Adams, S. J., & Pitre, N. L. (2000). Who uses bibliotherapy and why? A survey from an underserviced area. Canadian Journal of Psychiatry, 45, 645 649. Authier, J. (1977). The psychoeducation model: Denition, contemporary roots and contemporary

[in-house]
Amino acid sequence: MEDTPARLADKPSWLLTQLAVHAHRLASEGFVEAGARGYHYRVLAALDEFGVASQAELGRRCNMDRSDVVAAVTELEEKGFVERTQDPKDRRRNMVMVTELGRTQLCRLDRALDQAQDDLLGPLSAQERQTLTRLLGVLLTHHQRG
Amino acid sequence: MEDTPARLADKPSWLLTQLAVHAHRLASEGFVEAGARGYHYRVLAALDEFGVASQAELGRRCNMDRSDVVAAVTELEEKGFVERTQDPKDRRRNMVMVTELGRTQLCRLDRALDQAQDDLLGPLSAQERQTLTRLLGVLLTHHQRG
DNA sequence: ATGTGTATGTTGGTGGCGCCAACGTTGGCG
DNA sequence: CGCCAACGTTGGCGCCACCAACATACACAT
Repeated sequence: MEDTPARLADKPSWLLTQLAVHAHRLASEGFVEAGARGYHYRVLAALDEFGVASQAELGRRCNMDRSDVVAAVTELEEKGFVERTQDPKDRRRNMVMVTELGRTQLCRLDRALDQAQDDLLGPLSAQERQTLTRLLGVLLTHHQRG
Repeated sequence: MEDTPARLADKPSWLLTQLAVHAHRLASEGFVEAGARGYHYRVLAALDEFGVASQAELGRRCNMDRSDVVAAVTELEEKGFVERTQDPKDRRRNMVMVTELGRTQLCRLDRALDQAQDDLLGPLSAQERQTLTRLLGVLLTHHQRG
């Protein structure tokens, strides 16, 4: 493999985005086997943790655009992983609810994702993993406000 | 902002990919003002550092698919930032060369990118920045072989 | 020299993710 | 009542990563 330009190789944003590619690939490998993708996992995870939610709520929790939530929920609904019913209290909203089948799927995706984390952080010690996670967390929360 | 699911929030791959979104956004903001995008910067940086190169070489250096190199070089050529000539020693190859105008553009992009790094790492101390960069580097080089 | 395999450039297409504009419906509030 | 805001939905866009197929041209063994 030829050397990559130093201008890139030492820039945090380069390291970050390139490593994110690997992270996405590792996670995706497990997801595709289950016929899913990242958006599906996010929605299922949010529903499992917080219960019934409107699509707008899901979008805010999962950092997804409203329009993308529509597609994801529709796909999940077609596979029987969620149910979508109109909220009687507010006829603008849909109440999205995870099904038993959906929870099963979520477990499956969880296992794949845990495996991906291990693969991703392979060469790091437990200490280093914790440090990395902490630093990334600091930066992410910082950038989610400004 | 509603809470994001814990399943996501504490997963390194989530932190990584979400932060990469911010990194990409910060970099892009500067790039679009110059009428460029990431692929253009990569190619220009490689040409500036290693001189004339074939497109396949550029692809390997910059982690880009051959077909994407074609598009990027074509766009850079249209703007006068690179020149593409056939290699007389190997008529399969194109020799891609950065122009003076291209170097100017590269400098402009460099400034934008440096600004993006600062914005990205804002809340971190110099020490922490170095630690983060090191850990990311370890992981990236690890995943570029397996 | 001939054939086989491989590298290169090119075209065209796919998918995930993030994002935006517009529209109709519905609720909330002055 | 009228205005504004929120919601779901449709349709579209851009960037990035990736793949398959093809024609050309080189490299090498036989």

roots and content. Canadian Counsellor, 12(1), 15 20. Barton, J. H. (1994). Remarriage after 50: What women, men and adult children need to know. Fort Walton Beach, FL: Roger Thomas Pre. Blackstone-Ford, J., & Jupe, S. (2007). Ex-etiquette for weddings: The blended families guide to tying the knot. Chicago: Chicago Review Press. Bramlett, M. D., & Mosher, W. D. (2002). Cohabitation, marriage, divorce, and remarriage in the United States. Data from the National Survey of Family Growth, Vital and Health Statistics (Series 23), 22, 1 93. Bray, J. H., & Jouriles, E. N. (1995). Treatment of marital conict and prevention of divorce. Journal of Marital and Family Therapy, 21, 461 473. Clapp, G. (2000). Divorce & new beginnings: A complete guide to recovery, solo parenting, coparenting, and stepfamilies. New York: Wiley. Coleman, M., & Ganong, L. (1987). An evaluation of the stepfamily self-help literature for children and adolescents. Family Relations, 36(1), 61 65. Coleman, M., & Ganong, L. (1989). Stepfamily selfhelp books: Brief annotations and ratings. Family Relations, 38, 91 96. Coleman, M., Ganong, L., & Fine, M. (2000). Reinvestigating remarriage: Another decade of progress. Journal of Marriage and the Family, 62(4), 1288 1307. Crosbie-Burnett, M., & Helmbrecht, L. (1993). A descriptive empirical study of gay male stepfamilies. Family Relations, 42(3), 243 248. Davies, P. (1999). What is evidence-based education? British Journal of Educational Studies, 47, 108 121. Denzin, N. K. (2006). Sociological methods: A sourcebook . New Brunswick, NJ: Aldine Transaction. Douglas, E., & Douglas, S. (2000). The blended family: Achieving peace and harmony in the Christian home. Franklin, TN: Providence House. Dunn, D. (1993). Willing to try again: Steps toward blending a family. Valley Forge, PA: Judson Press. Du Plock, S. (2005). Silent therapists and the community of suffering: Some reections on bibliotherapy from an existential-phenomenological perspective. Existential Analysis, 16, 300 309. Ellis, A. (1993). The advantages and disadvantages of self-help therapy materials. Professional Psychology: Research and Practice, 24, 385 389. Erickson, S. H. (2001). Multiple relationships in rural counseling. Family Journal: Counseling and Therapy for Couples and Families, 9(3), 302 304. Ermisch, J., & Francesconi, M. (2000). The increasing complexity of family relationships: Lifetime experience of lone motherhood and stepfamilies in Great Britain. European Journal of Population, 16(3), 235 249.